Hyperfocus is a Writing Superpower
Sat at his computer, behind a newspaper, playing chess on his little chessboard against Kasparov via Teletext, my Dad would disappear for hours. Dad, we’d say, to alert him to the fact Countdown was about to start. Dad, we’d say with a tad more urgency as someone was at the door. Dad! we’d yell, irritation setting in, as the cat hacked up a sicky furball. DAD! He’d blink, lightly frown, shrug at our red, hostile faces. ‘I didn’t hear you,’ he’d say.
He wasn’t lying - or hard of hearing. From an outsider view, someone in hyperfocus seems to be extraordinarily rude. Worse than rude, downright ignorant, thoughtless, mean. They must think very little of the other person to ignore them like that. But now let me explain what it’s like from the inside.
As I write this blog I am, as I usually am, on the sofa, under several cats. There’s the racket of building work outside and children stomping about. My husband is playing music I don’t like. And yet, as soon as I start typing, it all fades to nothing. Absorption is immersion. I’m in the depths of the ocean with all the beautiful, colourful words. I have one of those old diving helmets on. The ocean is silent, but completely captivating.
You can call to me, I won’t hear. Hours go by. Lunchtime comes and goes. I become aware I’m thirsty or need the loo. I’ll just write this little bit. Another hour passes. The need for sustenance evolves into hunger pangs and a dry mouth. You pat me on the shoulder. I look at you and appear to listen to what you’re saying. But I’m only just surfacing, that slow ascent out of the water to avoid the bends. My helmet is still on. I don’t hear anything you just said.
Sometimes the call of words pulls me back down again. A cup of tea arrives. It goes cold. The need to pee becomes an emergency. I surface at last and yank off my helmet. You tell me, in a slightly annoyed way, that tea is ready. I’m surprised you cooked me eggs. ‘But I asked you if you wanted eggs,’ you say. You did? Oh. I never heard.
This is, like it was for my dad – and my sister too – hyperfocus at work: a peculiar ability to intensely and deeply concentrate on a task. It’s sometimes thought to be a trait in ADHD (Attention Deficit Hyperactivity Disorder) – something I don’t have – and autism. Research into it is exceptionally and surprisingly limited. I write this in case it’s of interest to others and also as a way to celebrate it. I see it as a gift, although many may view it as a “problem”, especially when the focus is on less desirable activities or it’s a continuous state.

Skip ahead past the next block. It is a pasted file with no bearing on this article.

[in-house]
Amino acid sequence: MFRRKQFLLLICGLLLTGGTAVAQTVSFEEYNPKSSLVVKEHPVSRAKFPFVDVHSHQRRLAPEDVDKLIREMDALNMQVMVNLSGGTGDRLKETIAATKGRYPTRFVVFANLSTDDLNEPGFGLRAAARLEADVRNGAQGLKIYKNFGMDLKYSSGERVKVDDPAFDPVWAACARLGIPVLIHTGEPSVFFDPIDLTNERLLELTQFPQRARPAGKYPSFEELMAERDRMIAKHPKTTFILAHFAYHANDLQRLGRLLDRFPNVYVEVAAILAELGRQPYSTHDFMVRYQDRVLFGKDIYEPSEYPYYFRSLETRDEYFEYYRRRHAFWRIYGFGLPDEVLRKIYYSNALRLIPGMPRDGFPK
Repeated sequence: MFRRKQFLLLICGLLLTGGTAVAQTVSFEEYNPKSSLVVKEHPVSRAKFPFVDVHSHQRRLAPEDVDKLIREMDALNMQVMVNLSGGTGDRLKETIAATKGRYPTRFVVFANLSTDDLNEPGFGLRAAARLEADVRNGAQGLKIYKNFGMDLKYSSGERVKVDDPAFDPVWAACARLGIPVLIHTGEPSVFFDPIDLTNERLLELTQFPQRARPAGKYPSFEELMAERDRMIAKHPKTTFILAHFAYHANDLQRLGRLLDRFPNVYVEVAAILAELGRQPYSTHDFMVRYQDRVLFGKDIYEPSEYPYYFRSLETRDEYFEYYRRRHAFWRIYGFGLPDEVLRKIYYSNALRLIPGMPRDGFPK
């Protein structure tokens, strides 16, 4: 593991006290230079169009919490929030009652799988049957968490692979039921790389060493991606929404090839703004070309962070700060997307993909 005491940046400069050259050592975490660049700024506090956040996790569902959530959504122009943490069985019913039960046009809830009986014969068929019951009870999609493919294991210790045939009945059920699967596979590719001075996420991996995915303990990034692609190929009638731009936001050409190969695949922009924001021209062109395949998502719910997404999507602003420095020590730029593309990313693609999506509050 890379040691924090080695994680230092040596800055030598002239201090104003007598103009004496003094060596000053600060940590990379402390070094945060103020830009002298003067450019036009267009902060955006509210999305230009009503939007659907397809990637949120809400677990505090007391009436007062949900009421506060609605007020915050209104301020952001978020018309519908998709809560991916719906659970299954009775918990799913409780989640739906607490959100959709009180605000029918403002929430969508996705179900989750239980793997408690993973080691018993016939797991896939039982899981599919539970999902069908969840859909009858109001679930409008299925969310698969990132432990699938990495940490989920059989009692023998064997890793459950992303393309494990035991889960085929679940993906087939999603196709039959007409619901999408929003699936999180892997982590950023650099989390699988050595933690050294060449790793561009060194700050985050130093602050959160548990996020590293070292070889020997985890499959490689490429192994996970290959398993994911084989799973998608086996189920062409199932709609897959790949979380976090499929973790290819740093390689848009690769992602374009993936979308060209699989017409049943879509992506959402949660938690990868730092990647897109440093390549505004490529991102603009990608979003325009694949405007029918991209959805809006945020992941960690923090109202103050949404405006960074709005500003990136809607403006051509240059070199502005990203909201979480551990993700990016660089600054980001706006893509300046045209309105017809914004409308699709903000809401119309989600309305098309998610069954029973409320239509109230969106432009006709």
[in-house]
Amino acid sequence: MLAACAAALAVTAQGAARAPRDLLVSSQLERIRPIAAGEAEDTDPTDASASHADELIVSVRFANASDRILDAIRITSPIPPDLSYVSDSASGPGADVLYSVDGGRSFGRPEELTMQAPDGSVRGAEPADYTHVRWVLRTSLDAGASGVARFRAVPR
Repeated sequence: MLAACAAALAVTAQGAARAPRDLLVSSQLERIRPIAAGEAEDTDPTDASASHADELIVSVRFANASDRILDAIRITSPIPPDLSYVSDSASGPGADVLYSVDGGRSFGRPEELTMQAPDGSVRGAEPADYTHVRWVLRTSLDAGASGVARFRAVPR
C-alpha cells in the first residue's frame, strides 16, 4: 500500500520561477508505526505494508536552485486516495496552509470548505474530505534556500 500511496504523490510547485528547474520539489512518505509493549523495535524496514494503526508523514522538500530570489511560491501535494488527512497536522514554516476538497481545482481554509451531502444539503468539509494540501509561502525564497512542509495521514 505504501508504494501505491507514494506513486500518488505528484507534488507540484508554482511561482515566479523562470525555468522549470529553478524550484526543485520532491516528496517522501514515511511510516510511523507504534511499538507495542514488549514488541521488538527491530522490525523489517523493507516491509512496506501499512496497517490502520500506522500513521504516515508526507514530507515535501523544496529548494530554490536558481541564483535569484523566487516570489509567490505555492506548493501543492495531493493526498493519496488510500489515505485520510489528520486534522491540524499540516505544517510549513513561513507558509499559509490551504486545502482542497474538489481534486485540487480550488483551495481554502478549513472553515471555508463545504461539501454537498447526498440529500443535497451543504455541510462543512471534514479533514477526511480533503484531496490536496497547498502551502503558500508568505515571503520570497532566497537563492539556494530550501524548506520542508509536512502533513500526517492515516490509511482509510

So how is it a superpower for me? Don't get me wrong, I totally sympathise with my family; there’s a great deal of patience required to live with me, to not take my ‘absences’ personally, to not get angry that I haven’t responded. I neglect basic self-care, annoy the people who matter most to me – just as my dad annoyed all of us growing up. But, ah, I finished that book. And I can tell you in good detail the news item I just read. I wrote – wow, pages. I edited a whole chapter. I got things done. That’s why it’s a superpower. Hyperfocus essentially means productive. I have never understood why people procrastinate or say they sit staring at their laptop, getting nothing down. I’m not saying what I write is a masterpiece – far, far from. If only hyperfocus meant brilliance. It doesn’t. But it does mean I can work intensively and not get distracted.
Hyperfocus for me is about words. I am an artist too and hyperfocus doesn’t exist in my painting world. For instance, I know writers who have soundtracks they play when writing books. That would be entirely pointless to me, who hears nothing when writing. However, when painting, I do hear. I can put on Spotify and sing along. I can hold a conversation. I am focussed but I’m never hyperfocussed. My pictures are the surface. My words are the beneath.
Hyperfocus is a gift to me. Just don’t try and speak to me when I’m there.
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